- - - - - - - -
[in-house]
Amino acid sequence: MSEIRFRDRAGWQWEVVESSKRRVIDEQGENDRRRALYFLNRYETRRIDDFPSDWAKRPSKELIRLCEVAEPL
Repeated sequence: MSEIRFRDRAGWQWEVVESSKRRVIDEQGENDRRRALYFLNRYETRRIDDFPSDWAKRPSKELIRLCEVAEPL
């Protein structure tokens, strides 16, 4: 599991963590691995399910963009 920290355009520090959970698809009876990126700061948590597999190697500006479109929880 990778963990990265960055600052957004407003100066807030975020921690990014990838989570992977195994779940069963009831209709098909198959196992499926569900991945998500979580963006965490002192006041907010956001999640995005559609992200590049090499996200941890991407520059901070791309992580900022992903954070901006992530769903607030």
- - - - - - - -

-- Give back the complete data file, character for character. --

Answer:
[in-house]
Amino acid sequence: MSEIRFRDRAGWQWEVVESSKRRVIDEQGENDRRRALYFLNRYETRRIDDFPSDWAKRPSKELIRLCEVAEPL
Repeated sequence: MSEIRFRDRAGWQWEVVESSKRRVIDEQGENDRRRALYFLNRYETRRIDDFPSDWAKRPSKELIRLCEVAEPL
């Protein structure tokens, strides 16, 4: 599991963590691995399910963009 920290355009520090959970698809009876990126700061948590597999190697500006479109929880 990778963990990265960055600052957004407003100066807030975020921690990014990838989570992977195994779940069963009831209709098909198959196992499926569900991945998500979580963006965490002192006041907010956001999640995005559609992200590049090499996200941890991407520059901070791309992580900022992903954070901006992530769903607030």